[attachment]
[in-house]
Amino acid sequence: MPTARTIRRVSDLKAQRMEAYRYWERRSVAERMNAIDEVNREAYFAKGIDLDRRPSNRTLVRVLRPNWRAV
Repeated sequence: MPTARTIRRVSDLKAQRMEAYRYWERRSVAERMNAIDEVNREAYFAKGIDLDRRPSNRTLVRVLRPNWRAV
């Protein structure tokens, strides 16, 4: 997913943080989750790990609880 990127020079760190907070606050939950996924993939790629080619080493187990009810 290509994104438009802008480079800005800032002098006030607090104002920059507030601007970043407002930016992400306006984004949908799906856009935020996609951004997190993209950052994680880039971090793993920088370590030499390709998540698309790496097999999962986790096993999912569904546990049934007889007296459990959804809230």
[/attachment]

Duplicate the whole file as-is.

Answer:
[in-house]
Amino acid sequence: MPTARTIRRVSDLKAQRMEAYRYWERRSVAERMNAIDEVNREAYFAKGIDLDRRPSNRTLVRVLRPNWRAV
Repeated sequence: MPTARTIRRVSDLKAQRMEAYRYWERRSVAERMNAIDEVNREAYFAKGIDLDRRPSNRTLVRVLRPNWRAV
């Protein structure tokens, strides 16, 4: 997913943080989750790990609880 990127020079760190907070606050939950996924993939790629080619080493187990009810 290509994104438009802008480079800005800032002098006030607090104002920059507030601007970043407002930016992400306006984004949908799906856009935020996609951004997190993209950052994680880039971090793993920088370590030499390709998540698309790496097999999962986790096993999912569904546990049934007889007296459990959804809230």